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Is this the Real Deal? Might be. It looks like a good match.

Is this the Real Deal? Might be. It looks like a good match.

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Last but not least is the sweet little Starlight (1921).

Last but not least is the sweet little "Starlight" (1921).

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Forlorn and forgotten, it sits next door to the RollerLand Skating Rink in the 3500-block of Neuse Blvd.

Forlorn and forgotten, it sits next door to the RollerLand Skating Rink in the 3500-block of Neuse Blvd. Stay strong, little Starlight. Perhaps help is coming. Either that, or you'll be eaten by Kudzu soon, and it'll all be over.

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If you enjoy the pretty pictures, please share this link with friends on Facebook and/or via email!

To contact Rose (who art in Norfolk) about returning to New Bern, please leave a comment below!

To read the prior blog I did on New Bern, click here.

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  1. Lori Black
    January 21st, 2016 at 11:18 | #1

    Wow, those are some pretty homes!

  2. Dale Wolicki
    January 21st, 2016 at 23:52 | #2

    So did Wayne get to see anything he wanted to see, like some trains?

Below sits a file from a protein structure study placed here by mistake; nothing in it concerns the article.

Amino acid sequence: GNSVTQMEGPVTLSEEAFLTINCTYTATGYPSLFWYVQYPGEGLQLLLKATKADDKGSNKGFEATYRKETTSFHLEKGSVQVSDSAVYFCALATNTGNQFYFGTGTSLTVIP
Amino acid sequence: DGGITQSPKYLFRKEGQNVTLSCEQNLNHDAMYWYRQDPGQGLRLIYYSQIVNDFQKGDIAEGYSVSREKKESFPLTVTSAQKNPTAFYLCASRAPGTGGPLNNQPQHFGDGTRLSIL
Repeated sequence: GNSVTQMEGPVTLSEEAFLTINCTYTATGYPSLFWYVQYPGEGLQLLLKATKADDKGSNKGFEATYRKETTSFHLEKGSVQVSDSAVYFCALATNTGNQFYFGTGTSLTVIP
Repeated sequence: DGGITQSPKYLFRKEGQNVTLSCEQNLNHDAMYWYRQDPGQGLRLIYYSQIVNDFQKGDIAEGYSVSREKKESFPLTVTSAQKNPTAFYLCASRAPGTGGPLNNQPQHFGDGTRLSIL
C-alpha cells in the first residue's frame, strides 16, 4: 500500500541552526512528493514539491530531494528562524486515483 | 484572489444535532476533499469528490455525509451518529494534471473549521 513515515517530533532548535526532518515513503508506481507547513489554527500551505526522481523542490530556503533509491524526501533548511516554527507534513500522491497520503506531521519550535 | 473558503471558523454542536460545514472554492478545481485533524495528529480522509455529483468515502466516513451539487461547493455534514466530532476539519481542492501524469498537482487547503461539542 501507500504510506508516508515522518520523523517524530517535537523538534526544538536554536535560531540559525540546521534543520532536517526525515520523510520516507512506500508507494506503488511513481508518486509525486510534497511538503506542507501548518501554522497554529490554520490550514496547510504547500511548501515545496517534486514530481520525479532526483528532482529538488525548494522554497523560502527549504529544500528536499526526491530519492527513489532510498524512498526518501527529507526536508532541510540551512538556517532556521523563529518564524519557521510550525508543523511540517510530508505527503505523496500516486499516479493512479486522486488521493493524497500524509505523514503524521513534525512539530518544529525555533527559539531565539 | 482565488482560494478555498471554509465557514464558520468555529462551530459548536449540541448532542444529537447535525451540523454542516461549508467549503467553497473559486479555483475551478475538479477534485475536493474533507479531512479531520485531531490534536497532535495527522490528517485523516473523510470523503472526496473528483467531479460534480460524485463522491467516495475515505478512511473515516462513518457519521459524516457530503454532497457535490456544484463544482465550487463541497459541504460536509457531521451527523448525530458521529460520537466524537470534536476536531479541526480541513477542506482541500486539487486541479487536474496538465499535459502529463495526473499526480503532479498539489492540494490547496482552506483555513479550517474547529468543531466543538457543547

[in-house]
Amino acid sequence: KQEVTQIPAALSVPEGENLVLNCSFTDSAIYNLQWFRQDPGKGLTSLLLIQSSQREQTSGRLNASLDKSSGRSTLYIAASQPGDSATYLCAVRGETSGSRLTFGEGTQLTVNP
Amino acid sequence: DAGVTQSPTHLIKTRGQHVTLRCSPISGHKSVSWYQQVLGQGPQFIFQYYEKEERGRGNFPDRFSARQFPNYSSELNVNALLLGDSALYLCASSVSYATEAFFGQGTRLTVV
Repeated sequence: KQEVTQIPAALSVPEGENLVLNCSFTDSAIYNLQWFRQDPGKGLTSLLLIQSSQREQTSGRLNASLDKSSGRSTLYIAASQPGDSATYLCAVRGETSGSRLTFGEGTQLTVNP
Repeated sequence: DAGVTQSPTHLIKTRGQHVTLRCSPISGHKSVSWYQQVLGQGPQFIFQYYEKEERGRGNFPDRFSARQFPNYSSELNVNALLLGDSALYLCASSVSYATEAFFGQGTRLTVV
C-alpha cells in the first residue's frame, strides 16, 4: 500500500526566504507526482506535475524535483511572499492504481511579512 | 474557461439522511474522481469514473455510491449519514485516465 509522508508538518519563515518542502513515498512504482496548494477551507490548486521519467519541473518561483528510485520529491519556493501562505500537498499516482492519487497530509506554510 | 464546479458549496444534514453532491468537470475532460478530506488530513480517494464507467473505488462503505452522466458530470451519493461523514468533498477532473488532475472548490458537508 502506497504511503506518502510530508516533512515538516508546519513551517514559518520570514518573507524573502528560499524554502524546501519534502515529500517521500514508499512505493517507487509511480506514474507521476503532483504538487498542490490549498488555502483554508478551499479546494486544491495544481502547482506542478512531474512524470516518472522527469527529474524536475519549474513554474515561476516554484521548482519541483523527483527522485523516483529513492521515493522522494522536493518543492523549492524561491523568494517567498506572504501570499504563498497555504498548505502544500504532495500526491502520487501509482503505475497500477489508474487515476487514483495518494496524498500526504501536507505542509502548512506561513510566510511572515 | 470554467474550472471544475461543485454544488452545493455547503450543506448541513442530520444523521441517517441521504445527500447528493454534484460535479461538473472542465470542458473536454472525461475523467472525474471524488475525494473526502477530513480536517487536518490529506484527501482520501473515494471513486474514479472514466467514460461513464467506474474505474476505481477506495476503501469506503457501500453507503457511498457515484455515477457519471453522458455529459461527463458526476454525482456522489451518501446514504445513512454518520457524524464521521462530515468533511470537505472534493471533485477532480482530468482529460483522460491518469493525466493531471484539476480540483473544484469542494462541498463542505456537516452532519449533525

3. Lynn Apgar
    January 22nd, 2016 at 17:41 | #3

    Hi, i just saw a house on Dale Wolicki’s site, the GVT Briston in Laporte, Indiana. I know the present owner, so I turned him on to your site.

    I love old houses!

    THANKS SO MUCH!

    Lynn Apgar

  4. Emily Genest
    January 23rd, 2016 at 19:13 | #4

    Hey Rose-

    I live in one of the houses pictured in this post!

    Our community association posted a link on our Facebook page. If you decided to venture down here again, I’d love to have you take a look and see if you think it’s a Sears house.

    We love our house and don’t know a ton about it so finding out more would be fantastic.

    Have a great day!
    Emily

  5. Dale Wolicki
    January 23rd, 2016 at 22:17 | #5

    Lots of pre-kit homes in LaPorte, Indiana. Always one of my favorite stops on my way west while taking the back roads instead of I-94.

  6. Sue Williams
    January 23rd, 2016 at 22:33 | #6

    We lived in a house on Avenue B in New Bern for several years and always thought it may be a Sears kit house.

    We were never completely sure and didn’t know how to go about finding out.